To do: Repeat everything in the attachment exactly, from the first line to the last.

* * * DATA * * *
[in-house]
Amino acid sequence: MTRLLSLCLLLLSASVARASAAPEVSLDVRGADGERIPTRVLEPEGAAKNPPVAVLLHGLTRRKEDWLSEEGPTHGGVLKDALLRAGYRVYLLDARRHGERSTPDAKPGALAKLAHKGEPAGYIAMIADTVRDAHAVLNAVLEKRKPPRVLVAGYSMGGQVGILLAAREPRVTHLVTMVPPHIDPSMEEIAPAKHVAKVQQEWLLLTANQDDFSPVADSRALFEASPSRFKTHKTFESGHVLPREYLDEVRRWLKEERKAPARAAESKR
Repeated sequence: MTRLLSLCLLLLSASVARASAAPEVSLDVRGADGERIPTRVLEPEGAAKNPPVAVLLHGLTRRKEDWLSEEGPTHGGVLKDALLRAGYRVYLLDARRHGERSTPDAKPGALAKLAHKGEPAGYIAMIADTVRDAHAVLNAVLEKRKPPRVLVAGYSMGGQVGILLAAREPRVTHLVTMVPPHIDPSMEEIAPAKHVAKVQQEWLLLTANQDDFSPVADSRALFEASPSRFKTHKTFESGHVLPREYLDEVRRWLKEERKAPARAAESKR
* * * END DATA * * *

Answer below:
[in-house]
Amino acid sequence: MTRLLSLCLLLLSASVARASAAPEVSLDVRGADGERIPTRVLEPEGAAKNPPVAVLLHGLTRRKEDWLSEEGPTHGGVLKDALLRAGYRVYLLDARRHGERSTPDAKPGALAKLAHKGEPAGYIAMIADTVRDAHAVLNAVLEKRKPPRVLVAGYSMGGQVGILLAAREPRVTHLVTMVPPHIDPSMEEIAPAKHVAKVQQEWLLLTANQDDFSPVADSRALFEASPSRFKTHKTFESGHVLPREYLDEVRRWLKEERKAPARAAESKR
Repeated sequence: MTRLLSLCLLLLSASVARASAAPEVSLDVRGADGERIPTRVLEPEGAAKNPPVAVLLHGLTRRKEDWLSEEGPTHGGVLKDALLRAGYRVYLLDARRHGERSTPDAKPGALAKLAHKGEPAGYIAMIADTVRDAHAVLNAVLEKRKPPRVLVAGYSMGGQVGILLAAREPRVTHLVTMVPPHIDPSMEEIAPAKHVAKVQQEWLLLTANQDDFSPVADSRALFEASPSRFKTHKTFESGHVLPREYLDEVRRWLKEERKAPARAAESKR